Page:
Monday, 16 January 2012

The NDAA and Suspension of Habeas Corpus: Not Just for "Enemy Combatants” Anymore

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Becky AkersRemember all those neocons and Republicans who cheered George W. Bush’s “indefinite detainment” of “enemy combatants”? Many of them — though, amazingly, not all — have lost their enthusiasm for trampling the Constitution now that Obama’s administration has suspended habeas corpus for American citizens, too, with the National Defense Authorization Act of 2012 (NDAA).

Outrage over the NDAA continues to boil 16 days into Amerika’s shiny new police-state. Pray God the fury mounts: This horrific law completes the country’s descent into totalitarianism by designating the “Homeland” a battlefield in the idiotic War on Terror. That unleashes the military on us. And as if this weren’t wickedness enough, it enables the President to accuse anyone, even American citizens, of terrorism while imprisoning us without an iota of evidence or any hope of trial.

But of course Presidents have been doing precisely that for the last decade, à la Jose Padilla. Indeed, many commentators note that the NDAA merely authorizes the tyranny of the Bush and Obama administrations, post factoJoanne Mariner, “the director of Hunter College’s Human Rights Program,” writes “President George W. Bush, together with Vice-President Dick Cheney, Defense Secretary Donald Rumsfeld, and a host of other senior Bush administration officials … took the most radical and important steps toward establishing indefinite detention without trial … the Bush administration, preferring to act unilaterally, did not … bother to seek congressional sanction for its indefinite detention schemes.” Obama has rectified that oversight. And Congress appreciates his thoughtfulness, judging by its overwhelming and bipartisan approval of the NDAA.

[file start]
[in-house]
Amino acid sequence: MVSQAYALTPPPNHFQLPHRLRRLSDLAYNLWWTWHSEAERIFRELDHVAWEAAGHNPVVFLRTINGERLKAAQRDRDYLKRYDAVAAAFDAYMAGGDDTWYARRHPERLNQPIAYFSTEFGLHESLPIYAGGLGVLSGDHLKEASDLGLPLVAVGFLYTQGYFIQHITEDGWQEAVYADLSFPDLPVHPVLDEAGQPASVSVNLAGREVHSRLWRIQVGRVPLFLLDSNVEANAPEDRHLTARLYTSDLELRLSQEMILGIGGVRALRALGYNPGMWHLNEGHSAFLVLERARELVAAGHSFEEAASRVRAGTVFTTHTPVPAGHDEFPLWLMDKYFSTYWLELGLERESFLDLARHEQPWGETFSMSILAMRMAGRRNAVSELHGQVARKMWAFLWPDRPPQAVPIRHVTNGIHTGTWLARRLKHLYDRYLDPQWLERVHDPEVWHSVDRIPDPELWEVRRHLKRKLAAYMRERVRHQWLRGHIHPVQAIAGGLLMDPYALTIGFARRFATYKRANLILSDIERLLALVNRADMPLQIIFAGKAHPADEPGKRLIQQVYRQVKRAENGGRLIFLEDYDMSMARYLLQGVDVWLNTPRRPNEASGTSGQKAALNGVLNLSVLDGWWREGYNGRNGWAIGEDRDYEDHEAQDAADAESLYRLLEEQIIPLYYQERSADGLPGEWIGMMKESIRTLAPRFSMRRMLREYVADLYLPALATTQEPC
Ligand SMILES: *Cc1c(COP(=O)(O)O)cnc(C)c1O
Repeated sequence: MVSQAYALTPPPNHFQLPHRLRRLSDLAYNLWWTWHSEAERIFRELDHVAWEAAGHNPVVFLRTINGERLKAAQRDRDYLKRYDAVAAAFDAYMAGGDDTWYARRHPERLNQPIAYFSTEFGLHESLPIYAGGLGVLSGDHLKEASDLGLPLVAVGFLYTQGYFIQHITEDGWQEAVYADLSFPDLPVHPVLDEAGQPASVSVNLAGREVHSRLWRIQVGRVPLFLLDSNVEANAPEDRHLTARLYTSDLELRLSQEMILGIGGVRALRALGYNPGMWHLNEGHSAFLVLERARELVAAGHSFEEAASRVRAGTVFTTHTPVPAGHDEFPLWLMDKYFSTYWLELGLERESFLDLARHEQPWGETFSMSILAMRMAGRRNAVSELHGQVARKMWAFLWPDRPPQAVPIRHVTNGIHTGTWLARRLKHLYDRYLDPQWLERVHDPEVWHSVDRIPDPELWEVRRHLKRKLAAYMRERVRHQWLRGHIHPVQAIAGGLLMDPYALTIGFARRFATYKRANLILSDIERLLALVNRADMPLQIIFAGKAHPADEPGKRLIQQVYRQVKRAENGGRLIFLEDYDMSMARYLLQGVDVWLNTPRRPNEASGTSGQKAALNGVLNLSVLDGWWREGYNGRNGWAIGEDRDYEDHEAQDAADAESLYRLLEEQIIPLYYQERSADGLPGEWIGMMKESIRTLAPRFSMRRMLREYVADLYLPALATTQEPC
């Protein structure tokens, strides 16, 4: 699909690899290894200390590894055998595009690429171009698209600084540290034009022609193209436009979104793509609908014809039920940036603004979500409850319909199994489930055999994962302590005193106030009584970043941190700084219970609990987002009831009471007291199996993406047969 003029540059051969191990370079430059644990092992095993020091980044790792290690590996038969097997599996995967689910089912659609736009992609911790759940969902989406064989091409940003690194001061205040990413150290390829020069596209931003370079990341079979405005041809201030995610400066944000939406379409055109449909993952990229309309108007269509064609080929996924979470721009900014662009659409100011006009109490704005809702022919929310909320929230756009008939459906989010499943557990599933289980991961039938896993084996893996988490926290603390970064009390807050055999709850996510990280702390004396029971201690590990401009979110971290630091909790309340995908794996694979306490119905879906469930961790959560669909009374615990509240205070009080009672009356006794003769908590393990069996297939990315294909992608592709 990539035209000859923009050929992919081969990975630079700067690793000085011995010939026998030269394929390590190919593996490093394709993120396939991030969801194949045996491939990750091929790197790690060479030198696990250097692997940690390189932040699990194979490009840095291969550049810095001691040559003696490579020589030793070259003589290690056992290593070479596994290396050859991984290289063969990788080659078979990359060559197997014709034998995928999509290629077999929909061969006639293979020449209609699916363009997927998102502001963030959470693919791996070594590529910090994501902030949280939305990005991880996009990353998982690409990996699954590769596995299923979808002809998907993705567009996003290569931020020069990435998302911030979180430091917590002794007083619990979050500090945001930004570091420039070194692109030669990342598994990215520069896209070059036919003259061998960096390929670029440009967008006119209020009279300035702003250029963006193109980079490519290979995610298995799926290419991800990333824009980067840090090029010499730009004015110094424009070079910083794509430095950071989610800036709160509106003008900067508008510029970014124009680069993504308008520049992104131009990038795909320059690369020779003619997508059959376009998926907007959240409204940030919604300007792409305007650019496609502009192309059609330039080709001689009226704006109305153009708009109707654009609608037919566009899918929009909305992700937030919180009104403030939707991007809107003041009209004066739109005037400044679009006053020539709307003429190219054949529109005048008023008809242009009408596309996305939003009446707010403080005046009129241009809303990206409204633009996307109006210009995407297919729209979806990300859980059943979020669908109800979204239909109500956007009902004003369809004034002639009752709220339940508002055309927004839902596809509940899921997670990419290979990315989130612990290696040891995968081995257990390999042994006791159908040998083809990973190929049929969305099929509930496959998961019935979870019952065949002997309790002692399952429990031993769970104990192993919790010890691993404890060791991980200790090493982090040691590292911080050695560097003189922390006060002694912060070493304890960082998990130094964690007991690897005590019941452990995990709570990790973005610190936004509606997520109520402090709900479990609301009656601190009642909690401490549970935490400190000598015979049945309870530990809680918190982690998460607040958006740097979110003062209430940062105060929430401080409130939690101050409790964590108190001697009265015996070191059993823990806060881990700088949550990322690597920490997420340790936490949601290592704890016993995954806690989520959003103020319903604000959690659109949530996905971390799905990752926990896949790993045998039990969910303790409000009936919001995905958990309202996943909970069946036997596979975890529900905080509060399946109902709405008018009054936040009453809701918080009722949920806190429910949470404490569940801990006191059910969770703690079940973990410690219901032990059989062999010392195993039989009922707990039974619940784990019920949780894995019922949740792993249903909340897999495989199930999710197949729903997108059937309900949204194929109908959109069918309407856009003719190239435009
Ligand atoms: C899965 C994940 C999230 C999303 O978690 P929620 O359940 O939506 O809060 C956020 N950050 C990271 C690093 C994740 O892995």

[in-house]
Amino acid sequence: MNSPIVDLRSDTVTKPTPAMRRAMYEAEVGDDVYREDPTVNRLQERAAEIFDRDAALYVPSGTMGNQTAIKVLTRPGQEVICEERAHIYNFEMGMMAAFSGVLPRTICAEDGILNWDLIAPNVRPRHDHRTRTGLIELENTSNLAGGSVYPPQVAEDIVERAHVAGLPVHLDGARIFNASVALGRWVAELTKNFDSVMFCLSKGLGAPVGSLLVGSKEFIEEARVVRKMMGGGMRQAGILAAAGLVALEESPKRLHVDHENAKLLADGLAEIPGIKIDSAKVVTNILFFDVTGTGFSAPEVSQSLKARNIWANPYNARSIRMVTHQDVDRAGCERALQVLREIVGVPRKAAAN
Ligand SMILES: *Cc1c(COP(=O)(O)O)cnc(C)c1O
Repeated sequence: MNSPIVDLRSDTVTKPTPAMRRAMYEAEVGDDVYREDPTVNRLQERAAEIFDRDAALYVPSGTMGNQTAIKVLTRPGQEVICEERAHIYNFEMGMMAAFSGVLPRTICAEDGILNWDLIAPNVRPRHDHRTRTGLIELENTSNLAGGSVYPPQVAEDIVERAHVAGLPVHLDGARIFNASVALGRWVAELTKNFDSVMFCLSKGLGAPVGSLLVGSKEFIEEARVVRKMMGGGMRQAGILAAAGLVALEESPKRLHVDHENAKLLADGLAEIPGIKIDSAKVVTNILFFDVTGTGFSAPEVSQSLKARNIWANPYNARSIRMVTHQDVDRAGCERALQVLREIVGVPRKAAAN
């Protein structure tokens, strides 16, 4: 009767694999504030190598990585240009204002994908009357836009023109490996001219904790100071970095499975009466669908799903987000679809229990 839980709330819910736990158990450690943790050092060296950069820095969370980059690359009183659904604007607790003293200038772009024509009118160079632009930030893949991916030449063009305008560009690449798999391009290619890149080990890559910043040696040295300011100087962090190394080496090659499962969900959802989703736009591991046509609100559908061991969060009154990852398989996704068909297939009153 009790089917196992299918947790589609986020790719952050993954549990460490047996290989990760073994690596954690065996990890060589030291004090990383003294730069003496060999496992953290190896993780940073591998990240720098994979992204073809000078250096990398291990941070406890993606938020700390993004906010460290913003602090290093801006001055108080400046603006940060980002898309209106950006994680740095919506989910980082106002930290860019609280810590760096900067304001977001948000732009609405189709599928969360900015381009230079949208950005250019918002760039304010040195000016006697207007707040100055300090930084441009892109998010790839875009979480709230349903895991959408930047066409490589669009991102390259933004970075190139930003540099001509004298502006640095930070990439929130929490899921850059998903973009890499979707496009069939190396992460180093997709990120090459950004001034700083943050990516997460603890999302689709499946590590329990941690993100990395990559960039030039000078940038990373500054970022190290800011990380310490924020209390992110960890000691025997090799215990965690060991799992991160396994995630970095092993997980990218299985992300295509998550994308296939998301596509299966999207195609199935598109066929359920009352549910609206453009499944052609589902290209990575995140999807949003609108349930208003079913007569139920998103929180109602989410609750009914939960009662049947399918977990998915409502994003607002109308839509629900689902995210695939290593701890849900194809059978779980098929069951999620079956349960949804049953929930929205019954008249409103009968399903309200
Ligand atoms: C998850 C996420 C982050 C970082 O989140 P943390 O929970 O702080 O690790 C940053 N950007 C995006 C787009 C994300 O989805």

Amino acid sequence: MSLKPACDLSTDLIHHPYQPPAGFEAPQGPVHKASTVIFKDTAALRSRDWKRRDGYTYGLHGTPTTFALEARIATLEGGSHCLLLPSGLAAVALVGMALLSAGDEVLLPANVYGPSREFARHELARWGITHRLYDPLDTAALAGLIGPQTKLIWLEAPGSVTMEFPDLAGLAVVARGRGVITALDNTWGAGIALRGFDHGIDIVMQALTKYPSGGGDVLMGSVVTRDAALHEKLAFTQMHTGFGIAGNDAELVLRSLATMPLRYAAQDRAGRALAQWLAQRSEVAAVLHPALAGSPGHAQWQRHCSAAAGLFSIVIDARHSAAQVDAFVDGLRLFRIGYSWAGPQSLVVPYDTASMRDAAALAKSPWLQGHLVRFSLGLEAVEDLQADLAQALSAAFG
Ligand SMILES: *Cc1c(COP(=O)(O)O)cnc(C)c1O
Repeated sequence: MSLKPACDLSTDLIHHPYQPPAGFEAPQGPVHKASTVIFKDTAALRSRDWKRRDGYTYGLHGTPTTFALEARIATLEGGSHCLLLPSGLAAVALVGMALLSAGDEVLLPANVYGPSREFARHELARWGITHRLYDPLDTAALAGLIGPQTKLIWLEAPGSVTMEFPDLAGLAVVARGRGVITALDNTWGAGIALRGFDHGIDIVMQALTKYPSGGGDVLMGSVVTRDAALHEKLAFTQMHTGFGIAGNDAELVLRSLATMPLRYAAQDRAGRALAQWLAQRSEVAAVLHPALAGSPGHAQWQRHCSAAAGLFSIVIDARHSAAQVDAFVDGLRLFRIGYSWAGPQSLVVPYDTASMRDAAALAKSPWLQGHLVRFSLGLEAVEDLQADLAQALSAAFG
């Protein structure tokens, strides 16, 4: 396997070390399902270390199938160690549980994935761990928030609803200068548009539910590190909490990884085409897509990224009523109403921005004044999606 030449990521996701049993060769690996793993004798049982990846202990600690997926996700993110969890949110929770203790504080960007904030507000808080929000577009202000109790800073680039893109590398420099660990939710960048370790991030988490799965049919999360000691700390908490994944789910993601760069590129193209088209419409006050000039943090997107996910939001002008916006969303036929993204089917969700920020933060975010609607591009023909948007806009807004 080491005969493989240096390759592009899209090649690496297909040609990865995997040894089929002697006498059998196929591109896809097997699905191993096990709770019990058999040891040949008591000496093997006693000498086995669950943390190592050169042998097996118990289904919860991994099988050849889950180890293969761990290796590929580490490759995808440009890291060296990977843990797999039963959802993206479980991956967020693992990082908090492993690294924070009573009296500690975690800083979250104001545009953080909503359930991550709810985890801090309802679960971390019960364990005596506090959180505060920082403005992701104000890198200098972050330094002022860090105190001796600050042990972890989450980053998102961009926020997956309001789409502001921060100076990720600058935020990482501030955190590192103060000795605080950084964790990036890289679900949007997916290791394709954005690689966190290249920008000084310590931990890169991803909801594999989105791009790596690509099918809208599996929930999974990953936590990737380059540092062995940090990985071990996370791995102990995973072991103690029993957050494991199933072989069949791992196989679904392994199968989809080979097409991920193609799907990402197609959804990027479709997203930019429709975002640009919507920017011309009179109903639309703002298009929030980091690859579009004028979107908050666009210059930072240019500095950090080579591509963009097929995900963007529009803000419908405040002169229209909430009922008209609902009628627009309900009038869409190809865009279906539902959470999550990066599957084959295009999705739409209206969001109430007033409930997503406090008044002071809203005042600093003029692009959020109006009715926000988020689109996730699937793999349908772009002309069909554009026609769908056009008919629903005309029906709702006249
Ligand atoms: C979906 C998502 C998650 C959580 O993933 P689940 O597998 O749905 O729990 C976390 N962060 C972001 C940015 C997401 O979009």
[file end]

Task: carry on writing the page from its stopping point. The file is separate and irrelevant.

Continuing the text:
Benjamin Wittes, “founder” of a blog “devote[d] … to that nebulous zone” where “homeland security” and the law collide, agrees with Mariner. “The NDAA is really a codification in statute of the existing authority the administration claims.... Nobody who is not subject to detention today will become so when the NDAA goes into effect.”

In other words, a government that defies the Constitution to “indefinitely detain” and tortures “enemy combatants” will defy it to “indefinitely detain” and torture us.

The unspeakably evil “logic” behind the NDAA has been building for decades. In 1950, the Supreme Court held that “nonresident enemy aliens,” all of whom were German citizens “captured in China by the United States Army and tried and convicted in China by an American military commission for violations of the laws of war committed in China,” had no right to habeas corpus from the American judiciary — even though American citizens in the same circumstances would.

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From this and similar rulings, George W. Bush’s administration wrung the twin doctrines that the Constitution’s restraints on federal power end at American shores and that the Bill of Rights protects only American citizens: The Feds may commit any crime they please overseas, against subjects of other nations. That produced the nauseatingly fastidious decision to “indefinitely detain” and torture foreign nationals at Guantanamo Bay, Cuba.